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The sight and sound of a powerful thunderstorm is an awe-inspiring, and in some circumstances a frightening experience. It is not surprising that ancient people regarded storms as supernatural events, even the word thunder is derived from the name of the powerful Norse god of thunder - Thor whose hammer had the power to throw lightning bolts.

Thunder and lightning are caused by an atmospheric discharge of electricity. In storm clouds positive and negative particles may become separated (polarised) the positively charged particles rise to the top of the cloud and the negatively charged particles drop to the lower part of the cloud. If a sufficiently strong electric field is formed there will be enough electric potential for lightening to form. 90% of lightning is cloud to cloud where the exchanges of lightning usually expend the electrical charge. 10% of lightning is cloud to ground. The earth below the thundercloud develops an equal but opposite charge to the cloud above. A path of negatively charged ionised air (leader) moves downward from the cloud in jumps. On the ground positive streamers which may become a positive leader move upwards, and when the negative and positive leaders connect, the electric field greatly increases, when it becomes strong enough, a electric discharge occurs and this is seen as a lightning bolt. The electrical discharge super-heats the air around it and creates a shock wave, which is heard as thunder. The delay in hearing the thunder, after seeing the lightning, is due to the difference in the Speed of light (300000 km/s) and the Speed of sound (344 m/s)

Some interesting lightning statistics – lightning strikes the Earth approximately 100 times per second, leader bolts of lightning travels 60000 m/s and heat the surrounding air to 30000 degrees (C). Lightning leaders are only about the width of a pencil.

Lightning may also originate from the positive part of a cloud, but this is a much rarer form of lightning, which behaves differently and is regarded as more dangerous. The proverbial bolt from the blue is positive lightning. It originates from the top of a cloud, travels almost horizontally until it veers into the ground, and strikes without warning many kilometres ahead of the main storm, where the sky may still be clear and sunny.

We associate lightning with destruction, fires, death and injury, but lightning also plays a part in the nitrogen cycle. Nitrogen is required by all life, but needs to be fixed into useable forms such as nitrates and nitrites. The energy of lightning breaks nitrogen molecules in the atmosphere; they combine with the oxygen in the atmosphere and then dissolve in falling rain to form nitrates, which are carried down to the earth. 5-8 % of total nitrogen is fixed in this way.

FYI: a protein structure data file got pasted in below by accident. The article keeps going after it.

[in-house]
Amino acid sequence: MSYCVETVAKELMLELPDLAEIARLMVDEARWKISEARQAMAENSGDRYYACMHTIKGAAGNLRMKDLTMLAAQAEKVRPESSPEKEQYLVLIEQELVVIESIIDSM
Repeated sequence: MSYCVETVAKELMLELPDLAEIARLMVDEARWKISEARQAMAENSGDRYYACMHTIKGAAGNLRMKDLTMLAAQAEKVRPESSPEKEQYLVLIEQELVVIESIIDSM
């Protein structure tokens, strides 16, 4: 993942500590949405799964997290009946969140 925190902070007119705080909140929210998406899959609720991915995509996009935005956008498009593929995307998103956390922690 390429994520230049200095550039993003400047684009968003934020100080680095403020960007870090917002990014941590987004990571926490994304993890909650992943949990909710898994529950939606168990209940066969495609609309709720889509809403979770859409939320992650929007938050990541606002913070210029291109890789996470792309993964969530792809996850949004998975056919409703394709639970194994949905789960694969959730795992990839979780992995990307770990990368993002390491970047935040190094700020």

Three factors predispose an object to being struck by lightning – height, isolation and pointedness. About 8-10% of people struck by lightning die as result of cardiac arrest. Less than 1/3 of those struck have burns and these are usually superficial. Intense muscle contractions may throw people considerable distances and cause fractures and blunt injury. Eye and ear injuries, dizziness, numbness, amnesia, seizures, nerve damage, fatigue; personality change and depression are among the long-term symptoms of lightning injury.

If inside during a thunderstorm, do not use telephones, electrical devices and stay away from windows. If you are outside and time to thunder is less than 15 second (5 kms) seek shelter such as a car or substantial building. If shelter is unavailable, get away from high ground and tall trees; stay more than your height away from tree trunks; keep at least 5 m away from other people. If lightning is striking around you, remain in a crouched position with feet together and wait – once the storm cell has passed and time to thunder exceeds 15 seconds then it should be safe to move again.

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Why does attentiveness to nature matter? In a very fundamental sense, we are what we pay attention to. Paying heed to beauty, grace, and everyday miracles promotes a sense of possibility and coherence that runs deeper and truer than the often illusory commercial, social "realities" advanced by mainstream contemporary culture. ... Our attention is precious, and what we choose to focus it on has enormous consequences. What we choose to look at, and to listen to--these choices change the world. As Thich Nhat Hanh has pointed out, we become the bad television programs that we watch. A society that expends its energies tracking the latest doings of the celebrity couple is fundamentally distinct from one that watches for the first arriving spring migrant birds, or takes a weekend to check out insects in a mountain stream, or looks inside flowers to admire the marvelous ingenuities involved in pollination. The former tends to drag culture down to its lowest commonalities; the latter can lift us up in a sense of unity with all life. The Way of Natural History, edited by Thomas Lowe Fleischner and published by Trinity University Press (Texas)